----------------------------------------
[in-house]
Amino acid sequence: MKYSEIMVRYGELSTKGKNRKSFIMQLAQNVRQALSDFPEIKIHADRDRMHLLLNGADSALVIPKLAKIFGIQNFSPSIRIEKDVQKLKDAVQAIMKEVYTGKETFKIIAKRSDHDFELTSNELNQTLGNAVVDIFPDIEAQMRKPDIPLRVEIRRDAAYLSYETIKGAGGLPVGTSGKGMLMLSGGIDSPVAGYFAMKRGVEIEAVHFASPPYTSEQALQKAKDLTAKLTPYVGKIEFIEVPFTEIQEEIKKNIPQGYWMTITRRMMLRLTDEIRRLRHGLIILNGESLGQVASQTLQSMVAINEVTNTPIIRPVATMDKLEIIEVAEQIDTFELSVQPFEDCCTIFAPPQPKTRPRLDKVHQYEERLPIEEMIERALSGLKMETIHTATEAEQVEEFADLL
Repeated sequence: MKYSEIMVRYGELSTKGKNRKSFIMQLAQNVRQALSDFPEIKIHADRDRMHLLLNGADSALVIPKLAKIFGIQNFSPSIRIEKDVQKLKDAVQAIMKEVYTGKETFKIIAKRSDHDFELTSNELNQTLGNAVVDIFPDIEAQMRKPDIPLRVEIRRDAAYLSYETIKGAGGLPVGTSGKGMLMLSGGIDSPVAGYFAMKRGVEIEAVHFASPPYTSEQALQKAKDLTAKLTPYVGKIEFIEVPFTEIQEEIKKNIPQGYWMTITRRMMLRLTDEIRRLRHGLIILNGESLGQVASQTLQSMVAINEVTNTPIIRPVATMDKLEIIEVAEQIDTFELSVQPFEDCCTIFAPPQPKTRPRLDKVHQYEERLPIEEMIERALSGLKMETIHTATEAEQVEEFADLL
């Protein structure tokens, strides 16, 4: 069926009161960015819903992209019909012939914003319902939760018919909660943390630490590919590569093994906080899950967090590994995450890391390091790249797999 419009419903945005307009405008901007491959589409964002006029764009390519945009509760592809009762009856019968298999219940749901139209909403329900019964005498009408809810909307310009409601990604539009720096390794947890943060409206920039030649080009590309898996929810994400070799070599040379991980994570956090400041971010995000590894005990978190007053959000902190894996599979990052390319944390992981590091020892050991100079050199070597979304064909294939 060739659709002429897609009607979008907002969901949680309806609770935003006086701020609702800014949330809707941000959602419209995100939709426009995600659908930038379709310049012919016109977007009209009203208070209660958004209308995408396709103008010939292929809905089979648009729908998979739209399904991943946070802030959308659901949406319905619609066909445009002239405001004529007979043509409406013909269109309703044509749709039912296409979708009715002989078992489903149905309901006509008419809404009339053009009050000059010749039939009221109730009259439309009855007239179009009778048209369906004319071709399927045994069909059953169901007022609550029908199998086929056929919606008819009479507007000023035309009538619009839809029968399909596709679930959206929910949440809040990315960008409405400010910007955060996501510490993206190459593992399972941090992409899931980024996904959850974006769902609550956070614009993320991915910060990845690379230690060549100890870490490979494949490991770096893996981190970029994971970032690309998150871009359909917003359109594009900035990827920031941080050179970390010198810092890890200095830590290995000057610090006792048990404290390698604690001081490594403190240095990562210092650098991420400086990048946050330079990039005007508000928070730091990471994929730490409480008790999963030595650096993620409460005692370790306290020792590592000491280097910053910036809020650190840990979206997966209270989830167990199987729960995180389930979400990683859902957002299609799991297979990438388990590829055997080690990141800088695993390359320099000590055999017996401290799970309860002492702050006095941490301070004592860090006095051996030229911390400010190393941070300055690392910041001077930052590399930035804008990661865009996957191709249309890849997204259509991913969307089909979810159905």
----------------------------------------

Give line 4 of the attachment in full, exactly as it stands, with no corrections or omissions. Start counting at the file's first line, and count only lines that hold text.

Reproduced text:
């Protein structure tokens, strides 16, 4: 069926009161960015819903992209019909012939914003319902939760018919909660943390630490590919590569093994906080899950967090590994995450890391390091790249797999 419009419903945005307009405008901007491959589409964002006029764009390519945009509760592809009762009856019968298999219940749901139209909403329900019964005498009408809810909307310009409601990604539009720096390794947890943060409206920039030649080009590309898996929810994400070799070599040379991980994570956090400041971010995000590894005990978190007053959000902190894996599979990052390319944390992981590091020892050991100079050199070597979304064909294939 060739659709002429897609009607979008907002969901949680309806609770935003006086701020609702800014949330809707941000959602419209995100939709426009995600659908930038379709310049012919016109977007009209009203208070209660958004209308995408396709103008010939292929809905089979648009729908998979739209399904991943946070802030959308659901949406319905619609066909445009002239405001004529007979043509409406013909269109309703044509749709039912296409979708009715002989078992489903149905309901006509008419809404009339053009009050000059010749039939009221109730009259439309009855007239179009009778048209369906004319071709399927045994069909059953169901007022609550029908199998086929056929919606008819009479507007000023035309009538619009839809029968399909596709679930959206929910949440809040990315960008409405400010910007955060996501510490993206190459593992399972941090992409899931980024996904959850974006769902609550956070614009993320991915910060990845690379230690060549100890870490490979494949490991770096893996981190970029994971970032690309998150871009359909917003359109594009900035990827920031941080050179970390010198810092890890200095830590290995000057610090006792048990404290390698604690001081490594403190240095990562210092650098991420400086990048946050330079990039005007508000928070730091990471994929730490409480008790999963030595650096993620409460005692370790306290020792590592000491280097910053910036809020650190840990979206997966209270989830167990199987729960995180389930979400990683859902957002299609799991297979990438388990590829055997080690990141800088695993390359320099000590055999017996401290799970309860002492702050006095941490301070004592860090006095051996030229911390400010190393941070300055690392910041001077930052590399930035804008990661865009996957191709249309890849997204259509991913969307089909979810159905």